The internet is awash with a flurry of articles, seminars, and books about career success targeted at millennials. We’re the “hopeless generation” that inherited a screwed up world full of selfish baby boomers, grossly inflated tuition, and a terrible job market (which actually isn’t relatively terrible as I have previously argued).
Most of these books promote industry buzzwords like “networking”, “connecting”, or “self-branding”. These are all very important things, but the vast majority of these books and articles approach these techniques from a very shallow angle. The authors or other “career development experts” all say the same thing: get out there, network, promote yourself and your brand, and you will be winning at all the sports. Aside from the cult-like use of the word “networking”, these experts never really offer solid advice on the hows, but simply the whats, the wheres, or the whys of networking and building valuable relationships with industry professionals.
We all know the saying: “it’s not what you know, it’s who you know”. That saying gets tossed around as soon as you start thinking about your career as a student. Unfortunately, what this saying and the general mantra behind networking is lacking is the how to get to know people. If I asked this question to a room full of people, most would answer with: “Go to a networking event, carry business cards, etc…” Wrong. That answer addresses the where to meet people, and honestly, networking events are a terrible place to meet people. That’s like saying that the best place to pick up a girl is at a bar. It’s not.
At a networking event, you have two kinds of people: value seekers and value providers. Most millennials are written to and treated as if they are a value seeker. You’re low on the totem pole and you want to seek out the right people who will help advance your career. The value providers are those executives and other well-connected higher ups that can make that happen for you. In essence, they’re the hot girl at the bar. When you go up and introduce yourself with a fake smile and over jubilant handshake, you create the same effect of annoyance that hot girls feel every time they go out. High value providers enjoy the ego stroking, but they’re out there looking for value as well, and 99% of the population isn’t going to provide them with it because they’re approaching things from the wrong angle. The goal of proper networking is hack the interaction so that you become mutual value providers for each other.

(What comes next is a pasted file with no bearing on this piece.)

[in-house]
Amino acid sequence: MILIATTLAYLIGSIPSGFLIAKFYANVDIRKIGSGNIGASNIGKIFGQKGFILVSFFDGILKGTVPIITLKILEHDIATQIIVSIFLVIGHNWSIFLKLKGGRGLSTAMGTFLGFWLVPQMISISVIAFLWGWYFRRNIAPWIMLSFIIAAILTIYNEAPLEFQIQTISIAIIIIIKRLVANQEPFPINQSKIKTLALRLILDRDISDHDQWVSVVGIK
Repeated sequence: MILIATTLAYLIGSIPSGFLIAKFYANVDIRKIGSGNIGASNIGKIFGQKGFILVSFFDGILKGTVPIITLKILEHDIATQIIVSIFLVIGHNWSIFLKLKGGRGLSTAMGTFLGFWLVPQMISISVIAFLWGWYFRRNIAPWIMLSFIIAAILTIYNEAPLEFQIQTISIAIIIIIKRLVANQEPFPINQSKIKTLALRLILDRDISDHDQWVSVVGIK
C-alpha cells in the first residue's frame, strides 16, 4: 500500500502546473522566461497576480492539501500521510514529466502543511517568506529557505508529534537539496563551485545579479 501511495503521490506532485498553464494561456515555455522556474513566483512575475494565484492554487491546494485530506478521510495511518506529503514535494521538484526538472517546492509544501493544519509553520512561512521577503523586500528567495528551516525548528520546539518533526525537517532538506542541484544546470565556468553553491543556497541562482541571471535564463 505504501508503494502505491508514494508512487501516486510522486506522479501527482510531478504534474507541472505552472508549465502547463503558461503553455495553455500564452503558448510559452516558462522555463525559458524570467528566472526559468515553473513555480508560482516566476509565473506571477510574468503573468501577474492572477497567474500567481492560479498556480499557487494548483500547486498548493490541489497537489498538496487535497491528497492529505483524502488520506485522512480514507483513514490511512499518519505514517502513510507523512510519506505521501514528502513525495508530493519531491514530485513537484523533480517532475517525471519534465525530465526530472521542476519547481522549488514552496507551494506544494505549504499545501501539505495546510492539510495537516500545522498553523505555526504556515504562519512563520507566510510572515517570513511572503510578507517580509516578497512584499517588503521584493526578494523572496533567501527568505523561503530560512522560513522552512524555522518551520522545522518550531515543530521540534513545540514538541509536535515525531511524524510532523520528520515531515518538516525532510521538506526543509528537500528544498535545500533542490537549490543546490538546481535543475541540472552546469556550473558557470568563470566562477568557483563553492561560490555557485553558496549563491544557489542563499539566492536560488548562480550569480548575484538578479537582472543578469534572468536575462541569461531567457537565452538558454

The industry standard advice for a networking event is to show up, look professional, and have business cards ready to hand out. Everyone and their mother does this, and it’s boring, predictable, and unlikely to get you solid returns on your interactions. If you really want to maximize your networking success, don’t attend networking events. It’s the same reason that you don’t go to the bar to meet your next long term partner; it’s an environment that attracts people who are looking for a quick solution, not quality interactions. I will get into what to do instead of attending networking events later on, but I do realize that some success does come from networking events.
Here’s how to stand out and do it right:
Creating quality interactions in a short amount of time is difficult, and it’s the reason most men fail at picking up women. The same can be said for failing to “pick up” a high-ranking executive; it’s essentially the same type of interaction. You want something from them (whether it be sex or a job), but they aren’t sure if you’re worth giving that up to. In order for your interactions to be successful at a networking event, you need to convince the people you’re interacting with that you’re worth their time.
1) Dress the part: elevate yourself above your competition and get a tailored suit, a good pair of shoes, and make sure everything goes well together. You don’t have to walk in with a lapel flower and a bespoke double breasted suit, but you should aim to be better dressed than 90% of the people there, both value providers and value seekers. It shows you know how to play the game and that you’re committed to reaching the top. In most client-facing careers, appearance is heavily weighted, and since many of these positions are quite lucrative and sought after, you might as well go the extra mile and invest in looking your best.
2) Have something interesting to talk about.